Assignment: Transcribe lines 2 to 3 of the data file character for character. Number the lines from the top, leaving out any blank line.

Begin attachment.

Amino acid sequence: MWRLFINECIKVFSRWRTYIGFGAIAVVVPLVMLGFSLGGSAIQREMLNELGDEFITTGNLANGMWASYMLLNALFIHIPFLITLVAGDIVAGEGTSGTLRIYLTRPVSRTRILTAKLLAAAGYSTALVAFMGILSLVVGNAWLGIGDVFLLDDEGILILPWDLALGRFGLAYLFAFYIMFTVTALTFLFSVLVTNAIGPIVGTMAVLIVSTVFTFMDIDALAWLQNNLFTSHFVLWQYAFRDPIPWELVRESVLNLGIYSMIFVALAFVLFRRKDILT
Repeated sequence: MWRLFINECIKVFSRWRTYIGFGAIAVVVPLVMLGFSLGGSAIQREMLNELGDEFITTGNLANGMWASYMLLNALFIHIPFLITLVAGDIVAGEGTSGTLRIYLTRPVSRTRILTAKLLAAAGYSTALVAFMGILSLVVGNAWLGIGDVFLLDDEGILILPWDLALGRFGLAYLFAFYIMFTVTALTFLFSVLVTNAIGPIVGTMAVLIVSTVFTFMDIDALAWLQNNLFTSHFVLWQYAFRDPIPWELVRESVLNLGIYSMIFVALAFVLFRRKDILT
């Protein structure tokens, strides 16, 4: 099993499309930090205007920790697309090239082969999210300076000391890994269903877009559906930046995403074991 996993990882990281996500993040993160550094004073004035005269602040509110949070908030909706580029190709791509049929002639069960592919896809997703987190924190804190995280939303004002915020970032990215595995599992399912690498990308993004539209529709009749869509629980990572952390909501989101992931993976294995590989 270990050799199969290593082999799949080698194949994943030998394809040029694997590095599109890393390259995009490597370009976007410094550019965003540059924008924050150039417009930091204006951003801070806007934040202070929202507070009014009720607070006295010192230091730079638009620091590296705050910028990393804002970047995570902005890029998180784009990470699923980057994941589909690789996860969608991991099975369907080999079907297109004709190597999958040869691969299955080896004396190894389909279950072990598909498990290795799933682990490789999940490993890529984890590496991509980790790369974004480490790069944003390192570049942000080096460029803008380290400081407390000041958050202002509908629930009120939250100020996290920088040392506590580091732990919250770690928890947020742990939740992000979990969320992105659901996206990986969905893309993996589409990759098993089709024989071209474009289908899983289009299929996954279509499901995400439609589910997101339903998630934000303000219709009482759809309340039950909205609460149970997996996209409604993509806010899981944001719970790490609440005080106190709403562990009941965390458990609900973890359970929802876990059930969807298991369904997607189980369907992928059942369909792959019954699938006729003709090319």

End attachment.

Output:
Repeated sequence: MWRLFINECIKVFSRWRTYIGFGAIAVVVPLVMLGFSLGGSAIQREMLNELGDEFITTGNLANGMWASYMLLNALFIHIPFLITLVAGDIVAGEGTSGTLRIYLTRPVSRTRILTAKLLAAAGYSTALVAFMGILSLVVGNAWLGIGDVFLLDDEGILILPWDLALGRFGLAYLFAFYIMFTVTALTFLFSVLVTNAIGPIVGTMAVLIVSTVFTFMDIDALAWLQNNLFTSHFVLWQYAFRDPIPWELVRESVLNLGIYSMIFVALAFVLFRRKDILT
């Protein structure tokens, strides 16, 4: 099993499309930090205007920790697309090239082969999210300076000391890994269903877009559906930046995403074991 996993990882990281996500993040993160550094004073004035005269602040509110949070908030909706580029190709791509049929002639069960592919896809997703987190924190804190995280939303004002915020970032990215595995599992399912690498990308993004539209529709009749869509629980990572952390909501989101992931993976294995590989 270990050799199969290593082999799949080698194949994943030998394809040029694997590095599109890393390259995009490597370009976007410094550019965003540059924008924050150039417009930091204006951003801070806007934040202070929202507070009014009720607070006295010192230091730079638009620091590296705050910028990393804002970047995570902005890029998180784009990470699923980057994941589909690789996860969608991991099975369907080999079907297109004709190597999958040869691969299955080896004396190894389909279950072990598909498990290795799933682990490789999940490993890529984890590496991509980790790369974004480490790069944003390192570049942000080096460029803008380290400081407390000041958050202002509908629930009120939250100020996290920088040392506590580091732990919250770690928890947020742990939740992000979990969320992105659901996206990986969905893309993996589409990759098993089709024989071209474009289908899983289009299929996954279509499901995400439609589910997101339903998630934000303000219709009482759809309340039950909205609460149970997996996209409604993509806010899981944001719970790490609440005080106190709403562990009941965390458990609900973890359970929802876990059930969807298991369904997607189980369907992928059942369909792959019954699938006729003709090319």